Thursday, January 10, 2013

Finding an outlet when feeling ashamed

ARG!  I am just in a panic-y moment of having said too much and I am overanalyzing it!  There is a strange phenomenon where the more I like someone, the more tactless I become.  Here's what happened...

I invited Noah's friends over and told the mom that I was inviting them as a kind of consolation for the fact that someone else cancelled on them.  I FEEL SO SHALLOW!  But I totally LOVE this other mom so much so why would I say something that could potentially hurt her feelings?  You wouldn't do that to a friend!

Ugh, this depresses me.  Because all I can do is try to be better, but it's like this reveals myself to myself to be someone mean, that I don't like.  This is a battle inside my mind.  Because these friends are Noah's bestest, favoritest people and they are never second fiddle to anyone, so why would I say that?  It was a moment where she was saying how helpful it would be for her in the sense that she could get some time to do something she needed to do, so i had to chime in how it was helping me too because since this other friend cancelled I knew how bummed the boys would be and wanted to cheer them up.  WHY COULDN'T I KEEP MY THOUGHTS TO MYSELF?  I feel like I'm fourteen again.

so fricking human, i am.  all i have to do is forgive myself and say i'll never do that again.  but i just want to keep beating myself up over this silly ridiculous thing.  but that is not helpful to anyone, right?  just BE in the pain of the shame.  I want to put it away, hide from it, drink something, smoke something, but I won't.  I will just be in it fully so that I can appreciate the purpose of it, to treat people with care and love, not some kind of game.  It's silly to make so much of something so insignificant, unless the purpose of making something of it is to learn from the mistake.

yes, this is the way my anxiety depresses me.  i say something small but tactless and then make a huge deal of it to myself.  like when i would get in trouble as a kid and go to my room.  i would then stew over all that had been said or unsaid without any resolution.  the anxiety would just build up.  we never TALKED about stuff.  So now when I beat myself up over silly social mis-steps, I stew inside my mind.  My mind becomes like my room when i was a teenager, with the door shut, and the darkness outside the cold window.  And I don't know how to escape the feeling of shame.

That's how I started getting OCD.  I would be sitting in my room after some fight with my parents, with all these feelings of hurt and anger, or after a day at school where I said something that embarrassed myself, or felt bewildered socially, I would sit in that room with a kind of a trapped feeling.  The trapped feeling was not knowing how to deal with the mounting anxiety.  What to do with it, where to put it.  The ocd was a survival mechanism, a way to turn off the anxiety by switching over to an almost robotic, emotionless way of thinking.  I would pick at my skin.  Any little thing had to be excised.  It would have been rather pathetic to see from a distance.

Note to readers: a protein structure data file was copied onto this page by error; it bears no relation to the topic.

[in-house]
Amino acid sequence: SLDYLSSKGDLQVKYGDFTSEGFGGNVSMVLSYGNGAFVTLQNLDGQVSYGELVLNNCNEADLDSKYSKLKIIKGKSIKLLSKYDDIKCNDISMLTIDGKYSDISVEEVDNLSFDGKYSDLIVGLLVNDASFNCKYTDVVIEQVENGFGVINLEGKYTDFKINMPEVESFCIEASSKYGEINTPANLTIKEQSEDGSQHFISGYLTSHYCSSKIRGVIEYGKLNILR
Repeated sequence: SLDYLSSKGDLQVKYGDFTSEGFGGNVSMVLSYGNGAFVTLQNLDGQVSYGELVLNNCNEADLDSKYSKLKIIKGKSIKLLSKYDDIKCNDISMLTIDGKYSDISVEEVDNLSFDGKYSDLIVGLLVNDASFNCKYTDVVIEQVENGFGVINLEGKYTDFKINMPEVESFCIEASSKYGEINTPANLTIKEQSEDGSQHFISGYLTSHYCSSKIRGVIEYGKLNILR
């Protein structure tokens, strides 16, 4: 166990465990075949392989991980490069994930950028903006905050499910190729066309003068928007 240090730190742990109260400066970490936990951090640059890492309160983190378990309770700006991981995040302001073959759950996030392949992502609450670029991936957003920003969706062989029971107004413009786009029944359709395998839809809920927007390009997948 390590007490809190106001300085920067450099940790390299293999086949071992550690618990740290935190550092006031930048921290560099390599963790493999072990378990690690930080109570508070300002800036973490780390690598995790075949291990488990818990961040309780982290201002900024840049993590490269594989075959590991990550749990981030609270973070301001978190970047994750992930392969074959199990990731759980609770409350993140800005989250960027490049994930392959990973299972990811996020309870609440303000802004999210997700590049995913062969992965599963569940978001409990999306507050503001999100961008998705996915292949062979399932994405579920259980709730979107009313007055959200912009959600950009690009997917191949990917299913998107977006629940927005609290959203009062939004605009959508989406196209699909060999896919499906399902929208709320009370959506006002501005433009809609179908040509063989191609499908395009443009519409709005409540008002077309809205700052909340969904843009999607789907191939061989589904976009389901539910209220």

The OCD and my tendency to smoke marijuana are totally linked.  The cannabis shuts off the OCD, for sure, but it also removes the "hope" part of my mind, temporarily.  It makes everything ok and mellow and soothes.  It helps me think about the big picture, and removes some of the knots and kinks in my mental flow.  But it removes a small kernel of hoping and wishing that accompanies my normal thought process.  Cannabis helps me say, "Yes you can do anything you want to do, but you are happy right here right now, so why bother?"  Which is helpful in times of anxiety, but I am starting to see how just a tiny bit of wishing and hoping helps me to connect with others in the sense of connecting over striving for a better world for our kids, or hoping for a good outcome for someone with an illness, or just trying to be better people, better parents.  It's a very small difference, and a fine line, but I noticed it the other day.  It's about reputation, and walking your talk.  If I say or do something that I realize was inappropriate or hurt someone else, and I just crumple at the feeling of my human incompetence, and then try to find something to distract myself until it becomes like water under the bridge, then I am refusing to give myself the dignity and self-respect of a person who strives for goodness and peace and kindness.  Then I continue to make the same mistakes, hoping for a different outcome.  But if I reflect and feel the shame and forgive myself and picture myself as that person who I imagine myself to be then maybe I *will* begin to become a person of strong character.

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